by Bob Priddy, Contributing Editor

(NASCAR)—Joey Logano went from last to first to pick up his first win of the year by beating teammate Brad Keselowski to the checkered flag at Richmond. Logano had to start from the back of the field because of a pre-race transmission change. He led the last seventeen laps. 

The race was the 300th in Logano’s career in NASCAR’s top series.  He is the sixth driver in NASCAR’s sixty-year history to win his 300th start. 

Matt Kenseth, who started on the pole and led the first 163 of the race’s 400 laps—the first laps he has led this year, ran into late-race problems and came home 23rd.

Joplin’s Jamie McMurray was solid all day, starting tenth and finishing sixth, his fifth top ten in nine points-paying races this year.

Clint Bowyer’s late-race problems dropped far back. He rallied to finish fifteenth. 

NASCAR moves from the short tracks to its longest and fastest track next weekend—Talladega Motor Speedway in Alabama.

(EDWARDS)—Columbia’s Carl Edwards remains NASCAR’s “man who isn’t there” as the season reaches the one-quarter mark. Fans, commentators, and even fellow drivers still don’t know what to make of his sudden announcement just before the season started that he was stepping away from driving this year. 

Former (for now, anyway) teammate Denny Hamlin at Joe Gibbs Racing was asked at Richmond this weekend if he thinks Edwards is done.   Hamlin, who called Edwards “a competitor,” thinks there’s a fifty percent chance Edwards will be back in a race car.  “At his age, I find it hard to believe that he would just step away and not even do it again,” he said.  Hamlin’s entire comment is at

Dale Earnhardt Jr.’s announcement last week that this will be his last year in the Cup series immediately fueled speculation Edwards would join Hendrick Motorsports as Earnhardt’s replacement in 2018.

“Not going to happen,” says’s Tom Jensen, who says “multiple sources” from both Hendrick and Edwards camps say Edwards and Hendrick representatives have had no discussions and have no plans for talks.

(INDYCAR)—Last year’s IndyCar champion, Simon Pagenaud, has won his first oval track race. 

Pagenaud led Penske teammate Will Power across the line by about nine seconds at the Phoenix mile oval Saturday night. His nine previous IndyCar wins have been on road courses.  The win puts Pagenaud in the points lead after the fourth of seventeen races on the series schedule.  He and Scott Dixon, who came home fifth, are the only drivers in the series to finish in the top five in all four races.  The victory was also a milestone for Penske racing: the 450th win in all forms of motorsports (Logano’s win at Richmond upped the number to 451), and Penske’s 100th IndyCar win on an oval.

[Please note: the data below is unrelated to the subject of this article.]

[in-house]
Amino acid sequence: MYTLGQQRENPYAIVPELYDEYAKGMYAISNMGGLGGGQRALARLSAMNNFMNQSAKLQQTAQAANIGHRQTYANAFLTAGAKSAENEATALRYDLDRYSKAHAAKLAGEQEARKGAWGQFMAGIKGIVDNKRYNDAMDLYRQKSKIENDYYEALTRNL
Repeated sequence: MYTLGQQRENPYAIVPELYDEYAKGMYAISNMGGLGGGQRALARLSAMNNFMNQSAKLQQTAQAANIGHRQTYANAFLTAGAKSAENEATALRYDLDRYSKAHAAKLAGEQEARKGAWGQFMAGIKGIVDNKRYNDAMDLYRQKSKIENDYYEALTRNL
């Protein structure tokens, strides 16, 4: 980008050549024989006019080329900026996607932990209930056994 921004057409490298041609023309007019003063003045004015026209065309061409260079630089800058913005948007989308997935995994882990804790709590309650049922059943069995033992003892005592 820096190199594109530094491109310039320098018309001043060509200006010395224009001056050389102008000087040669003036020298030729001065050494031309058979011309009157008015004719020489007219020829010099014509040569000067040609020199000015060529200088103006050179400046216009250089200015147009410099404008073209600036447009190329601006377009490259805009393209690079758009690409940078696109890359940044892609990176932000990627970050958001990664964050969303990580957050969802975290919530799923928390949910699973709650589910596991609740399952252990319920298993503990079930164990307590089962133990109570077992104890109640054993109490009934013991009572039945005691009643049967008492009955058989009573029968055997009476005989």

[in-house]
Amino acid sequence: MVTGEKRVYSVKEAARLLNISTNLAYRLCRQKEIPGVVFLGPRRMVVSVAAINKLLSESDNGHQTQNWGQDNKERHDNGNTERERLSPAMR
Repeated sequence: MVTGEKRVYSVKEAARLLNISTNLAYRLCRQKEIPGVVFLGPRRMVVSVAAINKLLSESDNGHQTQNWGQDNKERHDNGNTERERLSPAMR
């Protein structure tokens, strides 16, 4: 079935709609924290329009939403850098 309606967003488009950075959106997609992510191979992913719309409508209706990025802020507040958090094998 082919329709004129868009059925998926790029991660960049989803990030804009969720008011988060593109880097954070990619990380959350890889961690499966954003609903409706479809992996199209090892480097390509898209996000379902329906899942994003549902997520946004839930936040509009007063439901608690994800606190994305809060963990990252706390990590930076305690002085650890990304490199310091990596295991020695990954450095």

J. R. Hildebrand finished third, his first podium finish since his near-victory in the 2011 Indianapolis 500 when he crashed on the last turn of the last lap and was overtaken by Dan Wheldon in the last few yards before the finish line.  Hildebrand was racing with a broken hand.  He suffered the break on the last lap of the Grand Prix of Long Beach when his car rear-ended the car of Mikhail Aleshin and the steering wheel was torn from his hand. 

Now it’s on to Indianapolis for the month of May.  The fourth Grand Prix of Indianapolis will be run Saturday, May 13 on the Speedway’s road course.  About two weeks later, Sunday, May 28, the green flag will drop on the 101st running of the Indianapolis 500. 

(FORMULA 1)—Mercedes’ new driver, Valtterri Bottas, has notched his first Formula 1 win, holding off four-time F1 champion Sebastian Vettel to capture the Grand Prix of Russia. Vettel cut Bottas’ lead to less than one second with a couple of laps left, but Bottas regained some ground when he lapped backmarkers and Vettel had a little trouble getting around the same cars. 

The win comes in Bottas’ 82nd Formula One race. It is only the fifth podium finish in his five-year F1 career. 

Vettel had started on the pole, next to Kimi Raikkonen, but Bottas got past both of them on the green flag and held the lead throughout.  His teammate, Lewis Hamilton, struggled all day and came home fourth. 

Vettel leads Hamilton in the points by thirteen and is twenty-three up on Bottas.

Fernando Alonso, already mired in so miserable a season that he is going to skip Monaco in May to run at Indianapolis, didn’t even get to the green flag on the Sochi Circuit.  He retired on the pace lap with a mechanical problem and could not even get his McLaren back to the team garage.  Alonso, a two-time F1 champion, has retired from all four races this year.

Alonso left after the race for an overnight flight to the United States. He’ll turn his first laps in an IndyCar Wednesday at the Indianapolis Motor Speedway. Although is car will be sponsored by McLaren, it will be the standard IndyCar Dallara chassis. 

The next Formula 1 race will be the Spanish Grand Prix, May 14.  The Spanish GP is usually the first race of the season when teams put their updated cars in a race for the first time. McLaren has not officially announced Alonso’s replacement for Monaco although speculation is that retired former champion Jenson Button will be the man.  He’s under contract with McLaren as a reserve driver.  Button, the 2009 F1 champion, retired at the end of last year but his McLaren contract says he will replace any driver unable to run a grand prix this year.

(Photo credits: Getty/NASCAR and FoxSports.Com)